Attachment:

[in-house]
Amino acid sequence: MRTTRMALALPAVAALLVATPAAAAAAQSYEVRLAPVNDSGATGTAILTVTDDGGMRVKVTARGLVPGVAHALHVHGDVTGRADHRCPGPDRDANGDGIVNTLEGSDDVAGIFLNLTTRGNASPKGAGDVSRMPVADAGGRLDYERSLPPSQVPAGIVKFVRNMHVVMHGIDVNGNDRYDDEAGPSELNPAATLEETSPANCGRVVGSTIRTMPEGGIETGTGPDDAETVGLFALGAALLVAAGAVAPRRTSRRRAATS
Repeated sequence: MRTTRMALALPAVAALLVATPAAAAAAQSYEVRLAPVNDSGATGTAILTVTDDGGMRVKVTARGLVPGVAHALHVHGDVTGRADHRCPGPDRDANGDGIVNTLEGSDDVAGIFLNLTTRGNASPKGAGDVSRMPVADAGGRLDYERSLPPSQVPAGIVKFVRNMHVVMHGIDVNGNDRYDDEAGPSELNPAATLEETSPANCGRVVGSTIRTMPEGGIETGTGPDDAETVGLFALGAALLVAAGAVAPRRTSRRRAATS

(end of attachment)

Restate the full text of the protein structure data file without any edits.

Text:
[in-house]
Amino acid sequence: MRTTRMALALPAVAALLVATPAAAAAAQSYEVRLAPVNDSGATGTAILTVTDDGGMRVKVTARGLVPGVAHALHVHGDVTGRADHRCPGPDRDANGDGIVNTLEGSDDVAGIFLNLTTRGNASPKGAGDVSRMPVADAGGRLDYERSLPPSQVPAGIVKFVRNMHVVMHGIDVNGNDRYDDEAGPSELNPAATLEETSPANCGRVVGSTIRTMPEGGIETGTGPDDAETVGLFALGAALLVAAGAVAPRRTSRRRAATS
Repeated sequence: MRTTRMALALPAVAALLVATPAAAAAAQSYEVRLAPVNDSGATGTAILTVTDDGGMRVKVTARGLVPGVAHALHVHGDVTGRADHRCPGPDRDANGDGIVNTLEGSDDVAGIFLNLTTRGNASPKGAGDVSRMPVADAGGRLDYERSLPPSQVPAGIVKFVRNMHVVMHGIDVNGNDRYDDEAGPSELNPAATLEETSPANCGRVVGSTIRTMPEGGIETGTGPDDAETVGLFALGAALLVAAGAVAPRRTSRRRAATS